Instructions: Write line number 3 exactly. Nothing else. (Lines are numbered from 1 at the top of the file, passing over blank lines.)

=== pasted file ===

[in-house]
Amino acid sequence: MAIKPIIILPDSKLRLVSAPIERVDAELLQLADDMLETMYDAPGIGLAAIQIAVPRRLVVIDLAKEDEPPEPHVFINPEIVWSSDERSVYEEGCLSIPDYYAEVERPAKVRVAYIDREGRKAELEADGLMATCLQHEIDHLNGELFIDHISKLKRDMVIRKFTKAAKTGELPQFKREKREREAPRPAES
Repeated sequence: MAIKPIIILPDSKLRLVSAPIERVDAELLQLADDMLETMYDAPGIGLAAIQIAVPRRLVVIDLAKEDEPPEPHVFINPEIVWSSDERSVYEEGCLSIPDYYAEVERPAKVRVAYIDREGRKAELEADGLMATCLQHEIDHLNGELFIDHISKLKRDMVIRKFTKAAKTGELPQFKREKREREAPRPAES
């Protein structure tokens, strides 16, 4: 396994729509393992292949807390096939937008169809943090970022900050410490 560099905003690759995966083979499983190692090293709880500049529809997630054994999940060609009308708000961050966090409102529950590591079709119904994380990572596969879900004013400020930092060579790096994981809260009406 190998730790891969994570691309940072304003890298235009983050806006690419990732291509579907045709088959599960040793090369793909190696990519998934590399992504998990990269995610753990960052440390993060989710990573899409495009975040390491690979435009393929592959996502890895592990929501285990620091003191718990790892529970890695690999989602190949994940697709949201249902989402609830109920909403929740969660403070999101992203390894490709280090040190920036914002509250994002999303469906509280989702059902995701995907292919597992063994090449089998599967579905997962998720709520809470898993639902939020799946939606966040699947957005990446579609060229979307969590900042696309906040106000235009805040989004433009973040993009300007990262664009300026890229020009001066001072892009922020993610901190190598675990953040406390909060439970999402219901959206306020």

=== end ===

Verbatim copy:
Repeated sequence: MAIKPIIILPDSKLRLVSAPIERVDAELLQLADDMLETMYDAPGIGLAAIQIAVPRRLVVIDLAKEDEPPEPHVFINPEIVWSSDERSVYEEGCLSIPDYYAEVERPAKVRVAYIDREGRKAELEADGLMATCLQHEIDHLNGELFIDHISKLKRDMVIRKFTKAAKTGELPQFKREKREREAPRPAES